The Metroid Queen *EOTWP*

19 August

Week 81
I've mentioned my love for video games in the past (I mean, hey, it's in my bio on the sidebar), and I have come to notice that in syncing my body with the correct hormones, video games are quite a bit more stressful for me to experience.

Not that this is a bad thing, honestly. The intensity level is turned up immensely now. I stay more on edge when playing. I get startled at sudden in-game occurrences, and I tremble leading up to moments that, inside my head, I gauge as imminent intensity.

In actuality, this makes video games far more exciting for me to play now. I recognised this trait this past week during my two days off from work. Late Monday night into Tuesday and Wednesday (the days I had off), I set out on my journey playing the new Metroid 2 remake that was released on PC recently. It's a fan-inspired game based on the original Metroid 2: Return of Samus game for the old, greyscale GameBoy. This remake is titled AM2R: Return of Samus. (AM2R is an acronym for "Another Metroid 2 Remake.") Super Metroid, to this day, is still one of my favourite games, and I knew going in that I was going to fall in love with this one. (I'd been following its development for a long time.)

Anyhoo, enough prefacing.
What a wonderful remake. Kudos to the team that made this happen.
My hand/eye coordination skills have apparently improved since beginning my transition, and this is probably due to me feeling and becoming more calm. My nerves are no longer shot, and my hands do not slightly tremble anymore from the previous physical state I was trapped in. The feeling this creates while playing is incredible. Navigating my way through the Metroid homeworld of SR-388 was quite strange of a description as that sounds. Hah.

Now, though, it's the game that makes me it should be. This creates a more proper state of mind that induces anxiety while playing. Before transitioning, aggression ruled the realm, and my thought process and response while playing consisted of how great an explosion, dealing damage, or how hard a hit made me feel inside. That's no longer the case. That stuff brings about cringe-inducing moments now. Some can even make my stomach feel like it's bottoming out. I think it's why I have an even greater appreciation for Nintendo's more colourful games that include characters like Mario and Kirby.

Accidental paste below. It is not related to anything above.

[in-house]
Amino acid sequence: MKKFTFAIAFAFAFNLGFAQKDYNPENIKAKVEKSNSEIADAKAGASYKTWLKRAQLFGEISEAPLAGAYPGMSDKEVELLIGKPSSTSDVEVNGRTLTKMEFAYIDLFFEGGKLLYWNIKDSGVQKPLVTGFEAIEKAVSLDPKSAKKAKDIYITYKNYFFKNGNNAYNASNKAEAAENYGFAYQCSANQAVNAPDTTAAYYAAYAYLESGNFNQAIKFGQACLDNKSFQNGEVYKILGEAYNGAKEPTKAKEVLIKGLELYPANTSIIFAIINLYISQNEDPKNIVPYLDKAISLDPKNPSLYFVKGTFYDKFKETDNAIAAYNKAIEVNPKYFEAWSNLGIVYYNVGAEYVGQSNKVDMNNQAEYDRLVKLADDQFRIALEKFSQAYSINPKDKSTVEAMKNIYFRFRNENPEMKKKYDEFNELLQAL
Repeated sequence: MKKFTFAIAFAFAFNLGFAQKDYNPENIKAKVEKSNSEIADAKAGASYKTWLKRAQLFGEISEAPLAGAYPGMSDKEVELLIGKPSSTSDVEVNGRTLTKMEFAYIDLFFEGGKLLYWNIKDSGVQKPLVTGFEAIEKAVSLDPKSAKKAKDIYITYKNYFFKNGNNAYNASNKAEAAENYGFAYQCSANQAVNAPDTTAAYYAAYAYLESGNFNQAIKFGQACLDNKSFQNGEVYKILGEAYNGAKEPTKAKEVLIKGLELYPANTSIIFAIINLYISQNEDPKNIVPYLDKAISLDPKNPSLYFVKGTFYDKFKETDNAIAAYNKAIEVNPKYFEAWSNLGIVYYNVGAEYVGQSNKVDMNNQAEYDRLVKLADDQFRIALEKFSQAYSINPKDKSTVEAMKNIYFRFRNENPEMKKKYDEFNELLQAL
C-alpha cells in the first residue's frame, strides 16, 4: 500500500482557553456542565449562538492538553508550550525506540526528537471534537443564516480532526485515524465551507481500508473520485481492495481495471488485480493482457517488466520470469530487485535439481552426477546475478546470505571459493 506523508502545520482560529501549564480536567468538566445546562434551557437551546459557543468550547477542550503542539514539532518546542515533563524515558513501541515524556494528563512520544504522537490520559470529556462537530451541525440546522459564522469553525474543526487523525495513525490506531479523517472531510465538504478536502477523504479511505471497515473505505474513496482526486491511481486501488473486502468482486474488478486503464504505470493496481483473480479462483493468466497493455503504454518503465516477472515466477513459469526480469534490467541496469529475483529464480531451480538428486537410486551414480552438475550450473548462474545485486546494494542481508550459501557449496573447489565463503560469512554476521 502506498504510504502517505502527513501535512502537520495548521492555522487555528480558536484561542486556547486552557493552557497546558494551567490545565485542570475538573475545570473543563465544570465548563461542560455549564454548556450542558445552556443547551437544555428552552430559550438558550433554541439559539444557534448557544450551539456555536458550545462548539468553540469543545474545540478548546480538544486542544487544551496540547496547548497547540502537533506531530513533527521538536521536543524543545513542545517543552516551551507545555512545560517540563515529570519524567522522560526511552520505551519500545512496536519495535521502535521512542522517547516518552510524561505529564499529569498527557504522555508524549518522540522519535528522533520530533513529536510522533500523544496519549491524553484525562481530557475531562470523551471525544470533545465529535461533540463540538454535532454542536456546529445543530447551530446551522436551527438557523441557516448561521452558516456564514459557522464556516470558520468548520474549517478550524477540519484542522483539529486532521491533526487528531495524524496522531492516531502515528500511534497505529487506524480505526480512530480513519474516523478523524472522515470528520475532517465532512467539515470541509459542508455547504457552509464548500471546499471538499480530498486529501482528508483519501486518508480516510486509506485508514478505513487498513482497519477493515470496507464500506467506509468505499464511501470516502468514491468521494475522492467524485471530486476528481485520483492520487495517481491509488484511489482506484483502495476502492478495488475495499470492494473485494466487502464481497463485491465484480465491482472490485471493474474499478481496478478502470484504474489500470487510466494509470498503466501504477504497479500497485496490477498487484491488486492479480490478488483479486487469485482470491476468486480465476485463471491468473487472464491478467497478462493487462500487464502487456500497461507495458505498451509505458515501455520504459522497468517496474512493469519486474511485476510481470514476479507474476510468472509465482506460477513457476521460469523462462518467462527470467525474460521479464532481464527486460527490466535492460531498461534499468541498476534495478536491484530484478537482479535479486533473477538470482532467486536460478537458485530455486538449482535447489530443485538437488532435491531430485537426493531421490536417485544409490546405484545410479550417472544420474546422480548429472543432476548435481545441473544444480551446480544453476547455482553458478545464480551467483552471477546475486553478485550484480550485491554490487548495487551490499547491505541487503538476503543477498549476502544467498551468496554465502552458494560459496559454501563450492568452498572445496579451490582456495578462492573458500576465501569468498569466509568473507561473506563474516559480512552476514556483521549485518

When I complete a grandiose, successful moment such as cel-shaded Link driving a sword into Ganondorf's skull in The Wind Waker, or landing that final shot that destroys Mizar for good in Jet Force Gemini, it doesn't invoke aggressive celebration. Now, it's more a sense of subdued accomplishment while letting the intensity filter itself out. It's like little bits of exhaustion whispering away. This happened Wednesday while playing AM2R. Each Metroid that I encountered, each Metroid evolution I met and bravely fought off, and triumphantly beating the Queen Metroid all brought about these new emotions.
She was a fun, final boss! <3
I couldn't imagine playing the new upcoming Resident Evil game. The fear that I'm sure it would induce in me would be beyond incredible.

Not bad for a first play-through. 92%... *scoff* :P
I even enjoy watching others play games now, too. I kind of always have, but more so because the feeling of not having control over what's happening on screen draws that intensity in tenfold. I noticed this a couple of months ago while watching Zach play Final Fantasy XIII while over at his place. It's like watching an intense film now!

Speaking of, and I'm sure this will make Zachary giggle, we watched 10 Cloverfield Lane the other night while he was over, and I latched onto him so many times while watching. The heightened sense of insecurity that scenarios such as that film bring out in me is surreal. It's such a new feeling and emotion. And I love it. Also, Mary Elizabeth Winstead was exceptional. Ramona Flowers! <3

Until next good, do good! Love!
I love this guy! <3

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